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What stakeholders need a crisis leader to know

This article describes the most important things stakeholders want and need their crisis leaders to know during a crisis.

There are at least three things stakeholders want and need their crisis leaders to know during a crisis. Specifically, the following are suggested:

KNOW. What do you want your crisis leaders to clearly understand – to know – in order to support your organization and its stakeholders during a crisis? In our research at Michigan Ross, we consistently hear that stakeholders want their crisis leaders to have a crystal clear understanding of three things:

1) Organizational Vision. To be truly effective, crisis leaders should know, be able to articulate, and be able to align their crisis leadership efforts to the organization’s mission and vision. A portion of every stakeholder’s value proposition is attached to their belief in what an organization is trying to accomplish. Incorporating the organization’s vision and mission into a crisis response will resonate with stakeholders.

2) Organizational Values. If an organization’s vision describes what it is trying to accomplish, then its values describe the way it plans to get there. A great deal of research has been done on the extent to which employees aspire to work for a company that shares their values. New research indicates that other stakeholder groups—particularly customers—want values alignment as well. In a crisis, stakeholders will be looking for an organization to “walk the talk”. This is best demonstrated through values-driven leadership.

3) Guiding Principles. Crisis leaders will be required to make an incredible number of decisions with limited information. Many of these decisions will prove to be less than perfect over time as new information becomes available. This is not typically a product of poor decision-making, but rather, a function of the crisis environment. What can be done to improve this seemingly impossible situation from crisis leaders? We can help stakeholders understand how and why decisions are being made. The most effective crisis leaders create and share a set of guiding principles that can be used in the decision-making process.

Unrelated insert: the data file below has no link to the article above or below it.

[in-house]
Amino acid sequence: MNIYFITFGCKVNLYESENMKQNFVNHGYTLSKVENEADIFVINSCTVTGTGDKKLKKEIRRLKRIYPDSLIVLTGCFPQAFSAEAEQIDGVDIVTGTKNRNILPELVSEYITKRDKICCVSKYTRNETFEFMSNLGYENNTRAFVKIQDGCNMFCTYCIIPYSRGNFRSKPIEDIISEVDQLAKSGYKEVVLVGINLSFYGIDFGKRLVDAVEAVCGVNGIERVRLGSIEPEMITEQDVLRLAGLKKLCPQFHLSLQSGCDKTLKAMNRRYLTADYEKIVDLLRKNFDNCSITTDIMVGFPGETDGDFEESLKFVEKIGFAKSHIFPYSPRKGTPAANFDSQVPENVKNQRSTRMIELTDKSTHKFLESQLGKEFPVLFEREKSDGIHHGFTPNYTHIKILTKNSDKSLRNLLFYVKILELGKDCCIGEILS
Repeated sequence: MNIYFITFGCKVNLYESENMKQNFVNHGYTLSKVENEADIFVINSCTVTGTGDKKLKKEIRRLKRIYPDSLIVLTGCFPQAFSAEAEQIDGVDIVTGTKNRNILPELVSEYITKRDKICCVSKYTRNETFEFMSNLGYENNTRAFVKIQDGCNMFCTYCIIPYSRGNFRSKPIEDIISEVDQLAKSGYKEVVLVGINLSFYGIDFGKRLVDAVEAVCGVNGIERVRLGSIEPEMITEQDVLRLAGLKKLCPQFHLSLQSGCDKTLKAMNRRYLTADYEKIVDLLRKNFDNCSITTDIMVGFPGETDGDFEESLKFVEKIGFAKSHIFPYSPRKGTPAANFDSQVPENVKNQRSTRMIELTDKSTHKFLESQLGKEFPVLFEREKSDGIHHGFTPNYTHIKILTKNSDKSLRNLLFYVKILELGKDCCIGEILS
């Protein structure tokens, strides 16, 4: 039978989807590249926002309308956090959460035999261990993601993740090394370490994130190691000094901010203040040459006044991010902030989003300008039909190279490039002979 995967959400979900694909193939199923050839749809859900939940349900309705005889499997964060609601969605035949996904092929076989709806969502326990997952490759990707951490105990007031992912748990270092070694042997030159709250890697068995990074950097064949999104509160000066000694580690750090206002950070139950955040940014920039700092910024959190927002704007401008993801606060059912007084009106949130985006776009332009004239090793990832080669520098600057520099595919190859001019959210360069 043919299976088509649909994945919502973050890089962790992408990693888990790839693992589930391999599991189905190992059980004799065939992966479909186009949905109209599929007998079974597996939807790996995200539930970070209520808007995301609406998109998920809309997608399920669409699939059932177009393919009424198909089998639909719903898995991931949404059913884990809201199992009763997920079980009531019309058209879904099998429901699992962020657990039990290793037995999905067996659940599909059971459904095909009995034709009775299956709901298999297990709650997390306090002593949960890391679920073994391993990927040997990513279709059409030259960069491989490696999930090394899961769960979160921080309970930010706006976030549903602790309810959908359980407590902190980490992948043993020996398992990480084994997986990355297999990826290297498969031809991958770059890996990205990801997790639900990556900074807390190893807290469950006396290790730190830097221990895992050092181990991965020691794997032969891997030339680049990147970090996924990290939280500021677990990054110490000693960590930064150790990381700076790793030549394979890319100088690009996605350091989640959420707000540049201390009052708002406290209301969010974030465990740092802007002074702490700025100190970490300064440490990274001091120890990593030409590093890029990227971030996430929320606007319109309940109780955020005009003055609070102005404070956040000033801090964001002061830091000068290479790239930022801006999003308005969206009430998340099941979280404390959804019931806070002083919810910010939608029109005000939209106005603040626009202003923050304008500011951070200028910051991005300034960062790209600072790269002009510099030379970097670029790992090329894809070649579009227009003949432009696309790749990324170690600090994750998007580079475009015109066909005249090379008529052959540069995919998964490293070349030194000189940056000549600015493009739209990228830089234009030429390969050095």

As a high stakes leader, how are you supposed to think about these responsibilities and why will they become so important during a crisis? Here are a few thoughts to help you understand the benefits of having a very clear sense of your organization’s vision, values, and a set of guiding principles to help you make decisions during a crisis.

Knowing the Organizational Vision. If you have studied the recent literature on guiding frameworks for organizations, you have almost certainly come across descriptions of vision statements, mission statements, purpose statements, and other instruments for communicating to stakeholders what the company is trying to achieve, why it exists, and what purpose it is trying to serve. For our purposes here, we’re not going to conduct a deep dive into the differences between these statements or what they are trying to accomplish. Interestingly, if you conducted your own research in these areas, you will find that experts are even finding it difficult to agree which statement serves what purpose.